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Re: VISUAL REFERENCE GUIDE - Rifle No5 Mk1 Fazakerley

#7 Post by timbo1955 » Mon Jun 11, 2018 3:28 pm

Not knowing any better , I bought one of those Santa Fe specials back in the 60"s , thought it was the real deal , dumped it on my nephew 4 years ago , no regrets

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Re: VISUAL REFERENCE GUIDE - Rifle No5 Mk1 Fazakerley

#8 Post by 72 usmc » Wed Jun 20, 2018 3:52 pm

A very informative history on the JC use post WW II, now you know why the bayonet lug is cut on your JC :doh: :shhh:

No.5 Mk.I Jungle Carbine: post-WWII use
NOVEMBER 4, 2015 JWH1975

A great article https://wwiiafterwwii.wordpress.com/201 ... -wwii-use/
To old to fight and to old to run, a Jar head will just shoot and be done with you.

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Re: VISUAL REFERENCE GUIDE - Rifle No5 Mk1 Fazakerley

#9 Post by Tommy Atkins » Wed Jun 20, 2018 5:35 pm

Now here's what I've been looking for regarding No5's with no bayo lug.
Mayne it IS part of the history after all?
After the Confrontation war, the Malaysian army began phasing out the Jungle Carbine. Many were passed to the Police Field Force, a paramilitary law enforcement force which was basically a light infantry unit trained for internal security duties in the jungle. The Police Field Force used the No.5 Mk.I into the early 1970s, and retained some in storage until the force was rolled into the Royal Malaysia Police’s new General Operations Force in 1997. Many Jungle Carbines which entered the worldwide sport shooting and collector’s markets in the early 2000s are ex-Police Field Force, identified by a letter “P” marking and two- or three-digit serial on the buttstock. Many of the ex-Malaysian No.5 Mk.Is had the bayonet lug removed.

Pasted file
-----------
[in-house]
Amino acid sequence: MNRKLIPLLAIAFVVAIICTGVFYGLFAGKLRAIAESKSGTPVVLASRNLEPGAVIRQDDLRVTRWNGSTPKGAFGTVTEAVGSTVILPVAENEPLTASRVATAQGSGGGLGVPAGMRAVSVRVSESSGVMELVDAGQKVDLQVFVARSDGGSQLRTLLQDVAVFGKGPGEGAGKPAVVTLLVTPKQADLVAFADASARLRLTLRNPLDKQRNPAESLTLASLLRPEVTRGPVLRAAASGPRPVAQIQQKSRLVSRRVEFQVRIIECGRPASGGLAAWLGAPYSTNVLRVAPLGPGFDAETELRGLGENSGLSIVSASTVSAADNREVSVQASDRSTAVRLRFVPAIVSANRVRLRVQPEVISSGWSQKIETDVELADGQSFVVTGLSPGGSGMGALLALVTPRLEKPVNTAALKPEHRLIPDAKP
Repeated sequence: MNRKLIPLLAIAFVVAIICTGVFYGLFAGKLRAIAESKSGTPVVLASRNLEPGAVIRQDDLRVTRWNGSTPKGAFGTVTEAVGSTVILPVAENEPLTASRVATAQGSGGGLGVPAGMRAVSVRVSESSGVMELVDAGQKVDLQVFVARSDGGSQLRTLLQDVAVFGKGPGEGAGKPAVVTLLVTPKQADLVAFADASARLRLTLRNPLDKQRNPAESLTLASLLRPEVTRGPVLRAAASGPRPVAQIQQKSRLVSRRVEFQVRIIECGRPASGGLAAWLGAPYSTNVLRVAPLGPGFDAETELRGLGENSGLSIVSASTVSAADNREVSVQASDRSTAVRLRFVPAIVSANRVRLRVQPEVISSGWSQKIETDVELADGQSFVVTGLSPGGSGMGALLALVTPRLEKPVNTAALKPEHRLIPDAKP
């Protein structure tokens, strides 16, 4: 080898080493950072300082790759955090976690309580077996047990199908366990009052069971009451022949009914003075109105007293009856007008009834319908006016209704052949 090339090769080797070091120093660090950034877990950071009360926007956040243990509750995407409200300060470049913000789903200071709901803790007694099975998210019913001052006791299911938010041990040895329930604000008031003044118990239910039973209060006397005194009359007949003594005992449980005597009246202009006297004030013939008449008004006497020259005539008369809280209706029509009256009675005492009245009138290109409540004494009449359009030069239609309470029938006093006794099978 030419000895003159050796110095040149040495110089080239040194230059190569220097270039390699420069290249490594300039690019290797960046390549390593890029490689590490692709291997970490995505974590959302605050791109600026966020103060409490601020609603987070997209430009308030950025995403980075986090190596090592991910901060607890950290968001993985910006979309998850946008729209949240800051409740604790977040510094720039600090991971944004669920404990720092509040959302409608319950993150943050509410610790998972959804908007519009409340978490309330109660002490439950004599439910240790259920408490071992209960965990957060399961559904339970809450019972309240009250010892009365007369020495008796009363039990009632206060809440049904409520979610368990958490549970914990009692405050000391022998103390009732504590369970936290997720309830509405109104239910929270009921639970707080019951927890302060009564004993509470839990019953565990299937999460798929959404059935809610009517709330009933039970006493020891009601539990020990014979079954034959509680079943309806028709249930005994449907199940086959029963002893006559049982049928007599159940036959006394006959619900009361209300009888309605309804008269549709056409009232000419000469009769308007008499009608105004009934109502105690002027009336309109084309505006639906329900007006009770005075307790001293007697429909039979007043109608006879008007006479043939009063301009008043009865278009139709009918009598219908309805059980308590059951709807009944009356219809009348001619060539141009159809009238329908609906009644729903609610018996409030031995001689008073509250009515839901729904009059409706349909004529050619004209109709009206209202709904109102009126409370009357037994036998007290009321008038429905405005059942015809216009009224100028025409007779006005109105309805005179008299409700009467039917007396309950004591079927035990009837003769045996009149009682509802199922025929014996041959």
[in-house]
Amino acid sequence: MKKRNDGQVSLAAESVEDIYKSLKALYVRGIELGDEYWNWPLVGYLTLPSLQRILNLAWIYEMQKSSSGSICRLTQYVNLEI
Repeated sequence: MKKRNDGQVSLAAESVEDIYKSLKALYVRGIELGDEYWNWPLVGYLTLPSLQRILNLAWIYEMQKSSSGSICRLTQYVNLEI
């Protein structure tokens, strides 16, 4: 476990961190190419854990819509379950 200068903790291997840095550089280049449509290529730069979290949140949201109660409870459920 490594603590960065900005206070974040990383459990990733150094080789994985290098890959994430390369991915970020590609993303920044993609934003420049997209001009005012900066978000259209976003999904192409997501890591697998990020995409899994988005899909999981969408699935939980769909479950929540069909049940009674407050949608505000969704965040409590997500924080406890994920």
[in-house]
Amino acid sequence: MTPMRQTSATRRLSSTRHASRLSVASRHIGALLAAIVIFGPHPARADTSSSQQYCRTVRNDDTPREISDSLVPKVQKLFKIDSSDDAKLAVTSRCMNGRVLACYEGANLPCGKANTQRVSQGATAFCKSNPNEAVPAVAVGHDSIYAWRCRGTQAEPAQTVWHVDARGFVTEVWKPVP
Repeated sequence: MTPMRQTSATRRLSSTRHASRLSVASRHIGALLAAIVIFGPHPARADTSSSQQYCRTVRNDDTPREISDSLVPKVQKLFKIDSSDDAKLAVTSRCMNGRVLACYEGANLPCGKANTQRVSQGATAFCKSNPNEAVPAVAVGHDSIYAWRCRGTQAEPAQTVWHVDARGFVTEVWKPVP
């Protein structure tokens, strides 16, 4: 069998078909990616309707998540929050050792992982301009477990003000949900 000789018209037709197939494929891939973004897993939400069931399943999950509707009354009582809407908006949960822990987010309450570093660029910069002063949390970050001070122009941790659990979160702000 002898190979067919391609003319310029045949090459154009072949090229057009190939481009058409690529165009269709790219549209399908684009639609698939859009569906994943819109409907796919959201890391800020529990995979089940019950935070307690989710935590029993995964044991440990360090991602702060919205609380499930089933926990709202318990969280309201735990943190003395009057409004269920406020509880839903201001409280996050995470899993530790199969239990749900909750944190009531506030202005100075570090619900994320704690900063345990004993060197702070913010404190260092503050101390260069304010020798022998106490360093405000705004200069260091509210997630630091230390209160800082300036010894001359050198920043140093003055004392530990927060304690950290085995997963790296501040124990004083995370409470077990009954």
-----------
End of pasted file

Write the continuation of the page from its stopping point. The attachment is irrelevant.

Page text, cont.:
https://wwiiafterwwii.wordpress.com/201 ... -wwii-use/

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Re: VISUAL REFERENCE GUIDE - Rifle No5 Mk1 Fazakerley

#10 Post by 72 usmc » Wed Jun 20, 2018 8:28 pm

I noticed a page from the original post is missing. So here is the page from my print out from 2013. It was the original reply to Alan's comment as to the source of TikiRocker's information. Click on it to enlarge the scan.